accurately differentiating covid 19 other viral infection and healthy individuals CORD-Papers-2021-10-25 (Version 1)

Title: Accurately Differentiating COVID-19, Other Viral Infection, and Healthy Individuals Using Multimodal Features via Late Fusion Learning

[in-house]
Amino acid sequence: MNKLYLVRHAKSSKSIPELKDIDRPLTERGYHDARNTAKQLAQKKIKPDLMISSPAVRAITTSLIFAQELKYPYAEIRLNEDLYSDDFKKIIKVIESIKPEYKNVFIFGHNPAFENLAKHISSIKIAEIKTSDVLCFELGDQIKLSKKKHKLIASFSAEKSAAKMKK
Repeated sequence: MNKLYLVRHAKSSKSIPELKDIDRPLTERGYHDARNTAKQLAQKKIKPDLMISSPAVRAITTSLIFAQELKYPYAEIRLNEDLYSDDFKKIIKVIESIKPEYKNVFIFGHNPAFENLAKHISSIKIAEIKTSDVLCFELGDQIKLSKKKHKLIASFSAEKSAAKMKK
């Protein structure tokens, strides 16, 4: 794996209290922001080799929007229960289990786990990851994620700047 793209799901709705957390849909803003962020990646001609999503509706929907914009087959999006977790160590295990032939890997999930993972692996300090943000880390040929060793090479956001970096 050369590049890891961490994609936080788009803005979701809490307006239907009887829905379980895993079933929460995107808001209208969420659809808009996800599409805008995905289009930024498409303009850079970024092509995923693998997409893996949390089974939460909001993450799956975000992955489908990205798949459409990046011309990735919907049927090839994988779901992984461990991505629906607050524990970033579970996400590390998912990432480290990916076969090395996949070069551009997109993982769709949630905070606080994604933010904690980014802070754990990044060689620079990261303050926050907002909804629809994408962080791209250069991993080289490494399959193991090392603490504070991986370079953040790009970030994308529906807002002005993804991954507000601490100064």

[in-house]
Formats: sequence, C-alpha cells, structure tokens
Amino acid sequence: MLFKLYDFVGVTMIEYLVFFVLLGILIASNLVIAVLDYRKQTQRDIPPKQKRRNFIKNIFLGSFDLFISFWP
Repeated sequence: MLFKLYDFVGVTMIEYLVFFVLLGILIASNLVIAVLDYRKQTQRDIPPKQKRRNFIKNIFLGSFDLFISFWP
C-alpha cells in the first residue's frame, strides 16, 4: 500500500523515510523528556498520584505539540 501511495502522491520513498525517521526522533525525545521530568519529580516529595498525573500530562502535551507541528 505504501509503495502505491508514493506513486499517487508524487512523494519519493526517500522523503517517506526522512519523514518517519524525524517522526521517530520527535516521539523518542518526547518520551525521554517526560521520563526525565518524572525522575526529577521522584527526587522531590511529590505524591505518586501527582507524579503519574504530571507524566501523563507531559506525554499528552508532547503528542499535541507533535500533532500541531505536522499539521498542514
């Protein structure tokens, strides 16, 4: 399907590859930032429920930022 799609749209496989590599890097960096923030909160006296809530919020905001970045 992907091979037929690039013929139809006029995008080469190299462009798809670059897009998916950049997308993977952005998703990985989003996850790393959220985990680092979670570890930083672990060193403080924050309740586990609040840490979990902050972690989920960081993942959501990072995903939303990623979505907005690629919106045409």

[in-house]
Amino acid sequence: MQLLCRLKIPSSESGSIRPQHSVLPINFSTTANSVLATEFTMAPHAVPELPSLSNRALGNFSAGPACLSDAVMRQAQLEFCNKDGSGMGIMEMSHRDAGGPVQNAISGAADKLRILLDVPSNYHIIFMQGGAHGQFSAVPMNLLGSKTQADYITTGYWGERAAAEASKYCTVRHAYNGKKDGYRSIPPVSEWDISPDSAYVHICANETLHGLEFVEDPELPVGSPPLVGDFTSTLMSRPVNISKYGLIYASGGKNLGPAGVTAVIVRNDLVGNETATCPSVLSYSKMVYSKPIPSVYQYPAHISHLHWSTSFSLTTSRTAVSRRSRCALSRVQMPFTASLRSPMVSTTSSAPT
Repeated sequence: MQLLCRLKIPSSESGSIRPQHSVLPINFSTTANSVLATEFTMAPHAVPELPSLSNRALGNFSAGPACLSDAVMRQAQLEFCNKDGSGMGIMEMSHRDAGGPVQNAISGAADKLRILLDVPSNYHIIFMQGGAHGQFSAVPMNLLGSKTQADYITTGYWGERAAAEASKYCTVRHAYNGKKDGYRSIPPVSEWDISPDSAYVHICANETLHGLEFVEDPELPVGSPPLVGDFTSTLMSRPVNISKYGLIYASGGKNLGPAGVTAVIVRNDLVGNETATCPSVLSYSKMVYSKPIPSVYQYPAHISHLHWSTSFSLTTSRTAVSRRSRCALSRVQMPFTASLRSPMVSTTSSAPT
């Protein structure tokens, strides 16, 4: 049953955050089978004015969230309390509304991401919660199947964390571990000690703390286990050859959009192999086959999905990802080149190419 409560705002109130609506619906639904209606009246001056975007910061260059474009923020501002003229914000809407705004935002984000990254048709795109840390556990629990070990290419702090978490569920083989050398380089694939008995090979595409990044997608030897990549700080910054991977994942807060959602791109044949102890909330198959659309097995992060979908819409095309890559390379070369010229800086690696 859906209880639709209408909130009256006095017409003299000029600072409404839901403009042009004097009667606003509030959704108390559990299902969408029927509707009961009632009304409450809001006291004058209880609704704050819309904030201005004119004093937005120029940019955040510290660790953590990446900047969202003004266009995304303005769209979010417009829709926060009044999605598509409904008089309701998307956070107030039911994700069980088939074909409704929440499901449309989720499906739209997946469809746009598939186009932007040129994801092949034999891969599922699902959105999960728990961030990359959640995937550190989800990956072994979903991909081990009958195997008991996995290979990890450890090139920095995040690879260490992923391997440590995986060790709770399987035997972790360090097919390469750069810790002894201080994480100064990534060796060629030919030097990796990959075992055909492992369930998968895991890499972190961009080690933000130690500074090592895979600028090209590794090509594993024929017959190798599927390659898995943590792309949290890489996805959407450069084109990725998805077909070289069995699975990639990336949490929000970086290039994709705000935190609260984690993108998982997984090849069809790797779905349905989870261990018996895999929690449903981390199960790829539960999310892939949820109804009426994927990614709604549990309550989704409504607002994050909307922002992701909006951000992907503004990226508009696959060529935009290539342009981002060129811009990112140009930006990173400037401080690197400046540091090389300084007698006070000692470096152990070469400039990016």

Abstract: Effectively identifying COVID-19 patients using non-PCR clinical data is critical for the optimal clinical outcomes. Currently, there is a lack of comprehensive understanding of various biomedical features and appropriate technical approaches to accurately detecting COVID-19 patients. In this study, we recruited 214 confirmed COVID-19 patients in non-severe (NS) and 148 in severe (S) clinical type, 198 non-infected healthy (H) participants and 129 non-COVID viral pneumonia (V) patients. The participants' clinical information (23 features), lab testing results (10 features), and thoracic CT scans upon admission were acquired as three input feature modalities. To enable late fusion of multimodality data, we developed a deep learning model to extract a 10-feature high-level representation of the CT scans. Exploratory analyses showed substantial differences of all features among the four classes. Three machine learning models (k-nearest neighbor kNN, random forest RF, and support vector machine SVM) were developed based on the 43 features combined from all three modalities to differentiate four classes (NS, S, V, and H) at once. All three models had high accuracy to differentiate the overall four classes (95.4%-97.7%) and each individual class (90.6%-99.9%). Multimodal features provided substantial performance gain from using any single feature modality. Compared to existing binary classification benchmarks often focusing on single feature modality, this study provided a novel and effective breakthrough for clinical applications. Findings and the analytical workflow can be used as clinical decision support for current COVID-19 and other clinical applications with high-dimensional multimodal biomedical features.